We decided to make the planning a lightweight process, and started committing in the worst possible way – by our gut feeling 🙂 My stance was: let’s start with something simple and basic and we’ll adapt on the way. We didn’t formally break down stories into tasks, and that wasn’t a problem. We only started doing that around sprint 8 or 9. We concluded that breaking down stories into tasks makes sense for some stories, but not for other really simple ones. My task on the other hand, is to ask the team weather they want to do the formal breakdown or not, thus making the decision explicit.
Our planning meetings last from one to three hours. Sometimes, refinement sneaks in into planning. A smell, we will all agree. Theory says that it’s a good practice to temporally separate the activities of refinement, various scope discussions, and estimations from actual commitment. We have talked about that in the team, they understand the dynamics and generally agree with me but we, like many other teams I’ve coached, haven’t really started to live that principle straight away. On reviews, we sometimes hear really interesting feedback related to newly shipped features, and the team wants to pull it into a sprint straight away. We sometimes even do it, but we always consider the risk we’re taking, and discuss about it with the Product Owner. Despite everything, the story still has to fight its way to the top of the backlog. Sometimes developers really have a burning desire to take that small feature update into the sprint and in that moment I’m not standing in the way no matter the process. It’s very human to get something Done when you’re in the middle of it. Science has even given that phenomenon a name – Ziegarnik effect – e.g. waiters have better recollection of still unpaid orders. Still, I remind the team of our Definition of Ready and gently remind the team if I have reason to believe they’ve missed something.
It was the planning of our third or fourth sprint. We started as we usually do, by pulling stories from top of the backlog. After taking some 15-20 minutes to get back into the stories and the discussions we had around them, the team started a new discussion about one particular story – one that was already refined (or so we thought). A new refinement session started. Back and forth with the discussion, almost as if we haven’t had the original one. It took more than an hour, and the main thing I remember is how I felt. I’ll be honest and admit – I was furious. I know it’s not a word from a professional business vocabulary but it’s the best one that describes my situation 🙂. What I was thinking the whole time was: “Damn, how come you (developers) didn’t see that you don’t understand each other during the original discussion? You’re together for two months already! How come you didn’t see that the story is a Gordian Knot, and why didn’t you handle it with extra care?”. Someone familiar with facilitation surely knows the dynamics – when people just go their way. But no matter how much angry I was with them, no matter how slow and sometimes non-existing the progress seemed, it was still there. So I hanged on that thread, managed to keep my calm, the team did their refinement, and they did come to a common understanding. Timebox was completely blown, the team exhausted, task breakdown didn’t happen but the sprint was successfully finished and the users we’re satisfied.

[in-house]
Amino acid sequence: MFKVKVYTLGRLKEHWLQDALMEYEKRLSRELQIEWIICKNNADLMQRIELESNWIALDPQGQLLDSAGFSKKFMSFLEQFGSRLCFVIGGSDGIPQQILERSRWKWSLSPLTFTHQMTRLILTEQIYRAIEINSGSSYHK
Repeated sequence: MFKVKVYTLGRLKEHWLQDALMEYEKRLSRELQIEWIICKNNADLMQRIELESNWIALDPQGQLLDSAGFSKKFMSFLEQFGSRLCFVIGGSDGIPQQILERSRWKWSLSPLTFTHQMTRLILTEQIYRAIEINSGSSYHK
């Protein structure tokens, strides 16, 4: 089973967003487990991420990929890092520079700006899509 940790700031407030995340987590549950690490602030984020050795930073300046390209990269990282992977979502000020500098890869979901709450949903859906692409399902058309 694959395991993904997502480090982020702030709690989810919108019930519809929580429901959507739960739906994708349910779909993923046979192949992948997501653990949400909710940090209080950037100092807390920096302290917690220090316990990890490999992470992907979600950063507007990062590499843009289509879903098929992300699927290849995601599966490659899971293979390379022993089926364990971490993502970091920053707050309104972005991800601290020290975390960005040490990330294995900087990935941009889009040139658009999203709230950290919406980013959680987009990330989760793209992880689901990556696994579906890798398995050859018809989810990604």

So, what do you do?
The situation clearly shows what happens when refinement isn’t done well. The only cure against such planirefinements is being proactive by respecting Definition of Ready. The team, and now I’m talking in general, won’t want to (and shouldn’t really) pull something that isn’t clear into sprint. Planning is often viewed as the last chance to clear (or refine) things up – which is wrong. Being proactive is key to the whole situation, and every Scrum team member is responsible for it. Not just PO or SM or any particular team member.
Sometimes it takes a bit more to load the refinement discussions in our brains so commitment – Planning One – takes up to an hour. Other times we’re done in 15 minutes. Is that a problem? I don’t think it is. If the team wants to spend more time recalling what they’ve discussed beforehand – let them. If they don’t – no one should make them. Our velocity rose up to some 5 stories per sprint, on average. When we’re all in the office – no one is on vacation, sick leave or taking college exams – we pull up to 6-7 stories, and sometimes we’re down to only 3. We had one sprint in which two members went on a 5 day course, and one or two sprints where one members was taking exams.
How much story points is that, you ask?
I’ll answer with a counter question – does it matter? And to whom? 🙂
To us, it doesn’t matter. In yesterday’s weather we only use the number of stories, but even that is not an information of particular use. People are spending so much time together that they already know how much they can get Done, and they prove it with their delivery. I see a tremendous amount of agreement around how much fits into a sprint, and that’s fantastic. Our management also doesn’t see the value of using story points as a success metric. They know very well that that particular metric can be gamed and that we’re not in the business of delivering more story points. We’re in the business of delivering software that makes our users happy, and makes them want to use our software even more.
Next up – review! Stay tuned… 🙂